Bidenflation Revisited: The Administration Has a Plan

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But it’s a really, really bad plan.  Forthwith, Bidenflation revisited: the administration has a plan.

The claim Bidenflation revisited: the administration has a plan

The claim

THE PLAN Bidenflation revisited: the administration has a plan


Here are the best responses I could find quickly on Twitter.

Twitter responds Bidenflation revisited: the administration has a plan

Let’s take the plan in order:

  1. “Grocery stores are price gouging.”  What a laugh.  Supermarkets, especially in urban and suburban areas, are among the most competitive markets anywhere.  The typical profit margin is, as noted by MoodyRedhead (isn’t that redundant?), 1-3% of sales.  I hope for all our sakes none of the administration’s economic advisers were in on this dumb idea.
  2. How does one “Successfully call on grocery chains to lower cost?”  First problem: confusing price with cost.  My guess is that they meant “lower price.” Price is what you receive for selling a product.  Cost is what you spend to make it. Second, Walmart, et. al., are responsible for increasing competition in this arena.  As Sarah Smith noted, this is a love note to the ultra-large retailers.  My guess is that they’ll take the free advertising — not that they need it.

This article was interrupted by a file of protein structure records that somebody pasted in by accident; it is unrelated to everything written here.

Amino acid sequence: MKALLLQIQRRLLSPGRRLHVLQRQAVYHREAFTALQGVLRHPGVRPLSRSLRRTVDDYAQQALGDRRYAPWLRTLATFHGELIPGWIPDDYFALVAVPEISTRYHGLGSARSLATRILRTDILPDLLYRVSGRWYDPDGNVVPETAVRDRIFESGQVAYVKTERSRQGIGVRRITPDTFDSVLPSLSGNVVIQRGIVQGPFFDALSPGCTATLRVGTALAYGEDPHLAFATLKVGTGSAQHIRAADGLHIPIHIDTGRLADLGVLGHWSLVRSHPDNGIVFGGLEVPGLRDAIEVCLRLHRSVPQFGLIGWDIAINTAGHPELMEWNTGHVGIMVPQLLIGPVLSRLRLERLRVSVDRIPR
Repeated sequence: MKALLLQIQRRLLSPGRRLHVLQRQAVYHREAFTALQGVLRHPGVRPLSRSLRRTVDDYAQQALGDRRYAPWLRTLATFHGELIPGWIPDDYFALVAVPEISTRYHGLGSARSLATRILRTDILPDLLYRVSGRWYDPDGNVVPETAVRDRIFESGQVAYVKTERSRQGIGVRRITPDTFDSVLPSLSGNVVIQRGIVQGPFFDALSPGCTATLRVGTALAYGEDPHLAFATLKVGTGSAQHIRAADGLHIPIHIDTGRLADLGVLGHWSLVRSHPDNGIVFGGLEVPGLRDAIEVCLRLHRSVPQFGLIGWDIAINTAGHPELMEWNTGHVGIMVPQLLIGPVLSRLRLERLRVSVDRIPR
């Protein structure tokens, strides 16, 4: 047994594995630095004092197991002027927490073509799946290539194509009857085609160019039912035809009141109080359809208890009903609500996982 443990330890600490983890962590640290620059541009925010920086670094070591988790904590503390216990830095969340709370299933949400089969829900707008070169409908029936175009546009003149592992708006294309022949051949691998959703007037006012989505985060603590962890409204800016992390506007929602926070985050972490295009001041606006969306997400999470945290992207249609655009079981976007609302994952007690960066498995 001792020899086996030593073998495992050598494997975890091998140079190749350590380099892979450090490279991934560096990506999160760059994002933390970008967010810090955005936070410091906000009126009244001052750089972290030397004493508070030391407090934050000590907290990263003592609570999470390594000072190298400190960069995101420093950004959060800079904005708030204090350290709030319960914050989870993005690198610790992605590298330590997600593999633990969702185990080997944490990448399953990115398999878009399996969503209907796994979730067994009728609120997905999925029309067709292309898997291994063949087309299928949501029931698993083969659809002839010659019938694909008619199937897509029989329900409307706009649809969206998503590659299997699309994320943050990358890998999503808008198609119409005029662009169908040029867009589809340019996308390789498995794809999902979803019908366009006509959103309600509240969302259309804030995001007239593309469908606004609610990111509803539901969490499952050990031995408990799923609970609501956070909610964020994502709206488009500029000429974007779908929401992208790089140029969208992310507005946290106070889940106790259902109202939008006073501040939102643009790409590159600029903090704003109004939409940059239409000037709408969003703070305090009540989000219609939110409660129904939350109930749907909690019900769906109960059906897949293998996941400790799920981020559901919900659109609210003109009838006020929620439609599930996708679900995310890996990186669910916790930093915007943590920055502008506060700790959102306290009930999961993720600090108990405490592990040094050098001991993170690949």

3. “Expanding SNAP and giving families $2,000 to spend on groceries.”  They saved the most idiotic proposal for the last.  Far from fighting inflation, this will increase demand by giving recipients an incentive to shift their purchases into supermarket spending and away from everything else.  Believe it or not, this is a subsidy to those same supermarkets.  But that doesn’t matter.  What’s important is that this policy increases demand for groceries.  That will increase prices, not stabilize or decrease them.

Carol Roth has the best summary.  If you think this policy will fight inflation, that’s exactly why we have inflation.  This is the result of putting a musician in charge of economic policy.

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About Tony Lima

Retired after teaching economics at California State Univ., East Bay (Hayward, CA). Ph.D., economics, Stanford. Also taught MBA finance at the California University of Management and Technology. Occasionally take on a consulting project if it's interesting. Other interests include wine and technology.

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